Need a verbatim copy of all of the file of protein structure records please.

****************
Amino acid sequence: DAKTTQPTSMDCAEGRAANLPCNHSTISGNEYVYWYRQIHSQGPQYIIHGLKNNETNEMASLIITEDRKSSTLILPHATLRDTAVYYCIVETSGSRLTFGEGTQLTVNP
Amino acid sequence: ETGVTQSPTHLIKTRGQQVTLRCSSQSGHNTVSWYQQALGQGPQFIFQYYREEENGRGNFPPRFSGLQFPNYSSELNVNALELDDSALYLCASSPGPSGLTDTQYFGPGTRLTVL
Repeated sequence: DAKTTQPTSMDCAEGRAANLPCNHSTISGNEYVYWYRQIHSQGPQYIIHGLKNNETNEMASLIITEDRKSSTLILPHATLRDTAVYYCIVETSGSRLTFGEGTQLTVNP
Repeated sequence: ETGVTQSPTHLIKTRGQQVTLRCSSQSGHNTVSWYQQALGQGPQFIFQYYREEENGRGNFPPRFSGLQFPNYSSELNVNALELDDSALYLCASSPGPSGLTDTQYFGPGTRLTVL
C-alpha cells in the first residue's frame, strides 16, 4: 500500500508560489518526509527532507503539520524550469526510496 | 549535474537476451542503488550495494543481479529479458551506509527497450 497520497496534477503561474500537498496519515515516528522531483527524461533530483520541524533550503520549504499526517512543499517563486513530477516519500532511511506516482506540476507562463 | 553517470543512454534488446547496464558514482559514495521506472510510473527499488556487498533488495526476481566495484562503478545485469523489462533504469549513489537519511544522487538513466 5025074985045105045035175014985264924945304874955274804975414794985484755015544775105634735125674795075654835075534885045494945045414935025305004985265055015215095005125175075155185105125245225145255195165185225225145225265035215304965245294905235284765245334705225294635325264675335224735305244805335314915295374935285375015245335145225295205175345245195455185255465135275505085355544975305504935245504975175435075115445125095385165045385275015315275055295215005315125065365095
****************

Amino acid sequence: DAKTTQPTSMDCAEGRAANLPCNHSTISGNEYVYWYRQIHSQGPQYIIHGLKNNETNEMASLIITEDRKSSTLILPHATLRDTAVYYCIVETSGSRLTFGEGTQLTVNP
Amino acid sequence: ETGVTQSPTHLIKTRGQQVTLRCSSQSGHNTVSWYQQALGQGPQFIFQYYREEENGRGNFPPRFSGLQFPNYSSELNVNALELDDSALYLCASSPGPSGLTDTQYFGPGTRLTVL
Repeated sequence: DAKTTQPTSMDCAEGRAANLPCNHSTISGNEYVYWYRQIHSQGPQYIIHGLKNNETNEMASLIITEDRKSSTLILPHATLRDTAVYYCIVETSGSRLTFGEGTQLTVNP
Repeated sequence: ETGVTQSPTHLIKTRGQQVTLRCSSQSGHNTVSWYQQALGQGPQFIFQYYREEENGRGNFPPRFSGLQFPNYSSELNVNALELDDSALYLCASSPGPSGLTDTQYFGPGTRLTVL
C-alpha cells in the first residue's frame, strides 16, 4: 500500500508560489518526509527532507503539520524550469526510496 | 549535474537476451542503488550495494543481479529479458551506509527497450 497520497496534477503561474500537498496519515515516528522531483527524461533530483520541524533550503520549504499526517512543499517563486513530477516519500532511511506516482506540476507562463 | 553517470543512454534488446547496464558514482559514495521506472510510473527499488556487498533488495526476481566495484562503478545485469523489462533504469549513489537519511544522487538513466 5025074985045105045035175014985264924945304874955274804975414794985484755015544775105634735125674795075654835075534885045494945045414935025305004985265055015215095005125175075155185105125245225145255195165185225225145225265035215304965245294905235284765245334705225294635325264675335224735305244805335314915295374935285375015245335145225295205175345245195455185255465135275505085355544975305504935245504975175435075115445125095385165045385275015315275055295215005315125065365095